This study examined the impact of exposure to corporate social responsibility (CSR) messages on individuals’ attitudes and behavioral intentions toward a Major League Baseball (MLB) team’s CSR efforts. Using a 2 (information source: team source or a third-party source) × 2 (CSR initiatives: efforts to help cancer patients or military appreciation recognition) with two nonfactorial control conditions (team source or a third-party source) experimental design, this study aims to identify how factors such as information source, perceived sincerity, and different types of CSR activities impact a MLB team’s CSR messaging on social media. Path analysis was used to examine significant paths between variables; results indicated that CSR messages generated a halo effect, thus providing implications for how MLB teams should develop CSR strategies and most effectively communicate about these efforts. Theoretical and practical implications of study results are discussed.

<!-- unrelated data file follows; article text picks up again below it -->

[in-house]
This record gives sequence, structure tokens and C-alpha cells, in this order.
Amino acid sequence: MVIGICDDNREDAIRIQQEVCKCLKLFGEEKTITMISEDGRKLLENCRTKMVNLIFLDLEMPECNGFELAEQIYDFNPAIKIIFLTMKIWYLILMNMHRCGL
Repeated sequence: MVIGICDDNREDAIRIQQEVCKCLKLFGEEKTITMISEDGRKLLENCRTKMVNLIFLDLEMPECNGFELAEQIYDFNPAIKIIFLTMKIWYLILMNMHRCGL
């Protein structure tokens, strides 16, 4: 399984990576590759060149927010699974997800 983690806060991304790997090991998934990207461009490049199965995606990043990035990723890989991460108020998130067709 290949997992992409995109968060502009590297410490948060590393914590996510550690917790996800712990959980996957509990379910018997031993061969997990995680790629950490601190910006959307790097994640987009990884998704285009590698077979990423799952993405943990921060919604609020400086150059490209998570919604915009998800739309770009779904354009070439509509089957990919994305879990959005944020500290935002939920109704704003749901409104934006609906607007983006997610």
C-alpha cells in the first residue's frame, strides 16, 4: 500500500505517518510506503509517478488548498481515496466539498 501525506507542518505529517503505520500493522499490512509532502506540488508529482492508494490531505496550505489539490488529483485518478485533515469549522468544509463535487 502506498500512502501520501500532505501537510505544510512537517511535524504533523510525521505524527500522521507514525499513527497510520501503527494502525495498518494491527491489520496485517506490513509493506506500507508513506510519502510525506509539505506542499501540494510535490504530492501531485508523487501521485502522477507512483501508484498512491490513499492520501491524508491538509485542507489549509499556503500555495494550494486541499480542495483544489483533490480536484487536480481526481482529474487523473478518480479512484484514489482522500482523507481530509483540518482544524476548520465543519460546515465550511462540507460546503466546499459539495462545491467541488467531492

Joon Kyoung Kim, Holly K. Ott, Kevin Hull and Minhee Choi
Yun Seok Choi, Minhee Seo, David Scott and Jeffrey Martin
The purpose of this study was to examine the psychometric properties of the Korean version of the Organizational Culture Assessment Instrument (OCAI) based on the Competing Values Framework (CVF). More specially, cultural equivalence between the Korean version and the original English version of the OCAI was evaluated using 39 bilingual Koreans. Next, a field test was conducted to examine scale reliability and construct validity of the Korean version of the OCAI using 133 organizational members from the Korean Professional Baseball League (KPBL). The findings indicate that the Korean version was successfully translated, items maintained the same meaning of the original OCAI items, and yielded acceptable psychometric properties making it applicable to Korean sport organizations.